Where there’s no wall: How landowners see the border

Immigration

All over the borderland, some property owners are feeling uneasy on their own land. What’s making them uncomfortable: The signs of a dangerous journey through their private properties, made by immigrants crossing into the United States. 

“It makes you hesitant about leaving and going somewhere because you don’t know what’s going to happen while you’re gone,” said a private property owner who requested to remain anonymous.  

The man, whose land is located on a mesa near Artcraft in West El Paso, believes immigrants have been crossing through his family’s land for as long as he can remember. However, he now has reason to believe the groups are getting larger. 

He knows this because they have left behind so-called carpet shoes, makeshift foam shoes used to hide footprints in the sand, hiding tracks from the watchful eyes of Border Patrol agents.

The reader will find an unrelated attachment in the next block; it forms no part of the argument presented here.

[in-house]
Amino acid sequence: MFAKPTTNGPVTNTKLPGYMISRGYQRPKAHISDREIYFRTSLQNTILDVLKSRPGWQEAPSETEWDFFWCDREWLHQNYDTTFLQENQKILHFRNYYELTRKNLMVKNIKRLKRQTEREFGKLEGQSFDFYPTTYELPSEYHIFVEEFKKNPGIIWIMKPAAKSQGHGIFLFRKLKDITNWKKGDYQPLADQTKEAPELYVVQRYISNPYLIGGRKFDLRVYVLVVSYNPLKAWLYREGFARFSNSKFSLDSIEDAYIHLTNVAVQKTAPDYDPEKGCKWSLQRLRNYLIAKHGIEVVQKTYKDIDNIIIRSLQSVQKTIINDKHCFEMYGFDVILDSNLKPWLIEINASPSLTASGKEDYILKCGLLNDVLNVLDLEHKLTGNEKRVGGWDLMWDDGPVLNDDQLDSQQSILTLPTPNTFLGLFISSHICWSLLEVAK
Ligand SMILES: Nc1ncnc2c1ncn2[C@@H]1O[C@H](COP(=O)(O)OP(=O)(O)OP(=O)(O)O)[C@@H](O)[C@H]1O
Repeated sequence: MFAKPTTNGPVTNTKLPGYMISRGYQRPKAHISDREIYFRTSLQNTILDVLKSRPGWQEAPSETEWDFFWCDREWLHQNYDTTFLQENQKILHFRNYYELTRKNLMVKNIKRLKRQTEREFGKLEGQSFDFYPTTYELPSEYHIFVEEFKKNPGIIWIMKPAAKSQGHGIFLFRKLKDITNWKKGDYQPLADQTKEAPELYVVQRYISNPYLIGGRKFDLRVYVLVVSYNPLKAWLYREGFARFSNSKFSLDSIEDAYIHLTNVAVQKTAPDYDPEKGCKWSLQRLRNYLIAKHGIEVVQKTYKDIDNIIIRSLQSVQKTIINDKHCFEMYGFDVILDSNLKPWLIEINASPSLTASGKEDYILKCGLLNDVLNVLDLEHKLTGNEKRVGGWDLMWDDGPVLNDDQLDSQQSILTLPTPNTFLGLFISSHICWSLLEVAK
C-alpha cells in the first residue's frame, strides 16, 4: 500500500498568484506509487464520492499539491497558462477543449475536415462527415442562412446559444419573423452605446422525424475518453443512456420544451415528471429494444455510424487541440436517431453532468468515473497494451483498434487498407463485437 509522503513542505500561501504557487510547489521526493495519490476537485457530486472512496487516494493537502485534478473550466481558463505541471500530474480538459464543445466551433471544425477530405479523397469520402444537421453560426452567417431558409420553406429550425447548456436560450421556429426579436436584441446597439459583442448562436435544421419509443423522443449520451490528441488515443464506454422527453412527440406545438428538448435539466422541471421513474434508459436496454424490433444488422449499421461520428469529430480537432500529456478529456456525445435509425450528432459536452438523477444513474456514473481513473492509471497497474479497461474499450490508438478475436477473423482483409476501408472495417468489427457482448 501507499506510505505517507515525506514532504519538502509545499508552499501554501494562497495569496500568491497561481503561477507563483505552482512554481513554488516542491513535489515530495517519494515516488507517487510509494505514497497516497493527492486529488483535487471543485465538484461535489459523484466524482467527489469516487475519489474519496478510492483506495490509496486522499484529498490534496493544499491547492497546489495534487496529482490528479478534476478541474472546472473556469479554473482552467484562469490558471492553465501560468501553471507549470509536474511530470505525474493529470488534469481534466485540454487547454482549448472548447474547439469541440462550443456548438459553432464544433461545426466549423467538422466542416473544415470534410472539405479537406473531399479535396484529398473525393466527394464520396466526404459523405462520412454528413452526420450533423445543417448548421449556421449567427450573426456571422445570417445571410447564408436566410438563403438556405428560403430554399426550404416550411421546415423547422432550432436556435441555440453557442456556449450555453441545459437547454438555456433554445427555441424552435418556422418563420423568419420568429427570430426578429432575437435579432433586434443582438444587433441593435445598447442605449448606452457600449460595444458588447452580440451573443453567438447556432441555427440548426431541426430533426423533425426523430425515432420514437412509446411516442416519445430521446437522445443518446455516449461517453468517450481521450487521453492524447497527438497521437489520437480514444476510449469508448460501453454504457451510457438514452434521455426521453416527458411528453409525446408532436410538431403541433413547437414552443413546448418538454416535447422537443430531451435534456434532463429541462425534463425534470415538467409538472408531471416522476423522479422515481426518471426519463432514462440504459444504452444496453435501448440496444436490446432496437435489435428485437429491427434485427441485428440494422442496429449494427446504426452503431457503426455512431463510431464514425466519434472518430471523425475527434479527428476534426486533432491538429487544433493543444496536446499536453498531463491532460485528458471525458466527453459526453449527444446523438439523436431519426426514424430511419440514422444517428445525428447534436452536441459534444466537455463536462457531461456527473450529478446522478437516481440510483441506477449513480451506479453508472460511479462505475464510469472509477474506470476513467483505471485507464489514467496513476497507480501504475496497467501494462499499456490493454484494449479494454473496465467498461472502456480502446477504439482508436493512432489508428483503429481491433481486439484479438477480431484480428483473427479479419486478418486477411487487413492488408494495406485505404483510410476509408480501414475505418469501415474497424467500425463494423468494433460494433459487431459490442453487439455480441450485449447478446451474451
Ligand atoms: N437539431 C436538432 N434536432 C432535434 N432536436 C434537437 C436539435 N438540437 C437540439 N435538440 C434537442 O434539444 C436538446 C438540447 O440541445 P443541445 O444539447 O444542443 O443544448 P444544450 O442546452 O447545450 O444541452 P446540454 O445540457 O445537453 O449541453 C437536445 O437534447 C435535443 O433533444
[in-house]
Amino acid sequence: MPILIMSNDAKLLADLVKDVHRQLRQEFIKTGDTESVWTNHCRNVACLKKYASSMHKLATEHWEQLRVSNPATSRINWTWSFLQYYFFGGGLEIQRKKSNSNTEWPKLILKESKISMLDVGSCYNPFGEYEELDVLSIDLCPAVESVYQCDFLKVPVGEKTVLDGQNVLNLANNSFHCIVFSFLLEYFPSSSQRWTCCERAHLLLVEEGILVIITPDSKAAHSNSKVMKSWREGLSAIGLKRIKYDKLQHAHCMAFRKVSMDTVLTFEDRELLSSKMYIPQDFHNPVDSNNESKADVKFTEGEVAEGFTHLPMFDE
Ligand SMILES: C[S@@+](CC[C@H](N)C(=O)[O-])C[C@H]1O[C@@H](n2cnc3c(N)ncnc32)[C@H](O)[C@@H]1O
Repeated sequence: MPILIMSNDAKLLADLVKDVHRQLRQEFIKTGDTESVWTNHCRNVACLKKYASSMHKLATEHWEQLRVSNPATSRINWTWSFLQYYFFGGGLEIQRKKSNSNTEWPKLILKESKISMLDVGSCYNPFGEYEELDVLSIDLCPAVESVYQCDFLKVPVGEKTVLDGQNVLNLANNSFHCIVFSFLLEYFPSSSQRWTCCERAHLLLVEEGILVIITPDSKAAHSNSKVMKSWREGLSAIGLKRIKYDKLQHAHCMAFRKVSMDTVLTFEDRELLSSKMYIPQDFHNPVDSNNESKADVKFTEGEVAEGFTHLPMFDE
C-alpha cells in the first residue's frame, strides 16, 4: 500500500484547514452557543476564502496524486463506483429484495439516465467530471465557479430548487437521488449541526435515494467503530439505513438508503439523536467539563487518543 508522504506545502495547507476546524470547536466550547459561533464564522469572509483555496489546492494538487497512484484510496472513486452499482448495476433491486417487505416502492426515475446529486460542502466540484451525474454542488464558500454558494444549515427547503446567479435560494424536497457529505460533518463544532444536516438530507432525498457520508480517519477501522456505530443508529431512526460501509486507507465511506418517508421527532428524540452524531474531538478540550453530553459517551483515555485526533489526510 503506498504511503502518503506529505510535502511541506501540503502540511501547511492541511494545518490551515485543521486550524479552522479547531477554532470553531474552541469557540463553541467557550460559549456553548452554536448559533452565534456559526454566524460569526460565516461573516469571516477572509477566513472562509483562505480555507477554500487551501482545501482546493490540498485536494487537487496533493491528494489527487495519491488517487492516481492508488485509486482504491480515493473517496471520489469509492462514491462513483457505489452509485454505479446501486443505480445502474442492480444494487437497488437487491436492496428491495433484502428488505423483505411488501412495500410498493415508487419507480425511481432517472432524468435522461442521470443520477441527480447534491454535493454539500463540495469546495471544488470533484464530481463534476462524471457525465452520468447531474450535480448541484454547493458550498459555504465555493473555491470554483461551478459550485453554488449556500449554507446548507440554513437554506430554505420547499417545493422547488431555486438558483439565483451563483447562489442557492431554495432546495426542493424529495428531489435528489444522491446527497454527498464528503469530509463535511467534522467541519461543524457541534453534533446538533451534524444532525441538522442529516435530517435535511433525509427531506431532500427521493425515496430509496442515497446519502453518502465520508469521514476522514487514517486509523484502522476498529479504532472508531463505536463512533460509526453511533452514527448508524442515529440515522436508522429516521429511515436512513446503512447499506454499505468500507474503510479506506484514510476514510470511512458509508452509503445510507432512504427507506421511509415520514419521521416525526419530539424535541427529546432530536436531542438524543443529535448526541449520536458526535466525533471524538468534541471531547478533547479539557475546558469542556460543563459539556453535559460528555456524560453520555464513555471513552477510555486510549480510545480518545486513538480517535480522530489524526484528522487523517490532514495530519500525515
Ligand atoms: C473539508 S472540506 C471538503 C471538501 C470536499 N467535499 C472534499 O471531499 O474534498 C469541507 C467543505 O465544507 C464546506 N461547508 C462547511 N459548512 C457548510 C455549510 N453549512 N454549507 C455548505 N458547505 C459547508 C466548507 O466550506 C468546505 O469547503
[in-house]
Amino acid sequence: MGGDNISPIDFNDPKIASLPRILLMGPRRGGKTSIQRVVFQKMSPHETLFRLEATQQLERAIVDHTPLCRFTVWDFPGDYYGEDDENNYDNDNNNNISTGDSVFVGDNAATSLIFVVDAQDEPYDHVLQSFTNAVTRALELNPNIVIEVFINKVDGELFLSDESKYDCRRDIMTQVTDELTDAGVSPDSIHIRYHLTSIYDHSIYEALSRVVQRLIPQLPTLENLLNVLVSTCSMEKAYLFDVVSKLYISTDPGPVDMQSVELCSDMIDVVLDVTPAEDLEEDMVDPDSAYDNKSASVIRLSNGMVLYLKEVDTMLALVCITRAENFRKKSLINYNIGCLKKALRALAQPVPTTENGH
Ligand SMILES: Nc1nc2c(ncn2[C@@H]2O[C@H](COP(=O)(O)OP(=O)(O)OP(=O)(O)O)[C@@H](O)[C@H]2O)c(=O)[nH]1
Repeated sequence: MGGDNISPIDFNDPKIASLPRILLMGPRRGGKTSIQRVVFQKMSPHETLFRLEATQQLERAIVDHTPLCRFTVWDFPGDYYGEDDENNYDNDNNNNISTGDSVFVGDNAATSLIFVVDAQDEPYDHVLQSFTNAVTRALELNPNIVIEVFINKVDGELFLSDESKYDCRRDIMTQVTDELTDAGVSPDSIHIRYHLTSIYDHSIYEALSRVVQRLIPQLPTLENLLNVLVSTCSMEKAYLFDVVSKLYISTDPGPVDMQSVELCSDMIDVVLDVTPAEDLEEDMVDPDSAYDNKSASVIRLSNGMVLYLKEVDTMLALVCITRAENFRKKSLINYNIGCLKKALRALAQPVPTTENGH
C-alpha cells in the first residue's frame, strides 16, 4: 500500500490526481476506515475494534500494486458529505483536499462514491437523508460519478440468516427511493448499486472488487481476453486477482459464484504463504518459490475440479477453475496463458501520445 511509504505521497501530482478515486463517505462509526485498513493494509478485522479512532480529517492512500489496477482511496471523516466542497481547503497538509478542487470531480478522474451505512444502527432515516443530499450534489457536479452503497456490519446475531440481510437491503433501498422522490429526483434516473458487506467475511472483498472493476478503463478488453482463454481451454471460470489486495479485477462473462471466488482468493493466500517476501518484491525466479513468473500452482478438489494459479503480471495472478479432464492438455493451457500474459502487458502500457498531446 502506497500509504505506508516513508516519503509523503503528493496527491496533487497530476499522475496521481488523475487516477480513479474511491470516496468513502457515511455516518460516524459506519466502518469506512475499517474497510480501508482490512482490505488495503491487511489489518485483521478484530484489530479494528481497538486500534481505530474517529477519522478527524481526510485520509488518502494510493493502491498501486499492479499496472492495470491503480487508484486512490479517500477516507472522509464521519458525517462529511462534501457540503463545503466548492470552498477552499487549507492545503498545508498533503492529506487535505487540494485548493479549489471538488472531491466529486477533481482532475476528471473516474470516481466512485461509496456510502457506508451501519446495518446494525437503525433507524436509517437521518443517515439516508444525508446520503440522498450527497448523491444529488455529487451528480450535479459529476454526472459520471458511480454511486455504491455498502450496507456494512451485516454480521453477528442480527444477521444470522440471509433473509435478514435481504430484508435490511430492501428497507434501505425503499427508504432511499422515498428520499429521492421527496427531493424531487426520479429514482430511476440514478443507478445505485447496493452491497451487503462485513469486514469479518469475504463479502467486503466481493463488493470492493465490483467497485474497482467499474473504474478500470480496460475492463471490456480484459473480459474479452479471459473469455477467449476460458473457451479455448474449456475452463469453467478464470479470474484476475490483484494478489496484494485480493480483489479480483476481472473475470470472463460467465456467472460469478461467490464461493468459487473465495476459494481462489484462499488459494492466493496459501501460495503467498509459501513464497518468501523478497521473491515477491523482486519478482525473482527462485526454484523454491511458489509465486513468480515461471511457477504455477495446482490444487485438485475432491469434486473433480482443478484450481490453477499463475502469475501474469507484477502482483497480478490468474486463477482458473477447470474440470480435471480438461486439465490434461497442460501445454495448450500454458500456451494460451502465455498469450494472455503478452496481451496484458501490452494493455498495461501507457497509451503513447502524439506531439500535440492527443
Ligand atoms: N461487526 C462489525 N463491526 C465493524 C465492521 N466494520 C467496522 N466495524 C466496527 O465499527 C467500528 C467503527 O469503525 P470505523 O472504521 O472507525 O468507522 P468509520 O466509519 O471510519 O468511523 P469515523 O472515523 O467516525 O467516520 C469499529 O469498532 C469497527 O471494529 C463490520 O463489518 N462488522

By counting just one batch he found on his property just 150 yards away from his home, just one group was made up of at least 18 immigrants. 

This longtime rancher acknowledges these immigrants are searching for a better life. He just wishes they would respect his property.

“It’s unsettling to know to know that they’re getting this close due to the fact that when my kids ride their horses they ride out here, it makes you leery about letting your kids out to play, ride, do whatever, on your own land, in your own backyard,” said the property owner.

His family’s 200 acres are around 10 miles east of the U.S.-Mexico Border near Santa Teresa, New Mexico. It’s a problem that’s been going on for years, according to him, made worse by the lack of border fencing near his property.

He said remnants of barbed wire fencing is the closest thing resembling a border fence.

The property owner says he thinks the country’s focus is on the main ports of entry, and not on the people living in the less secure border areas. 

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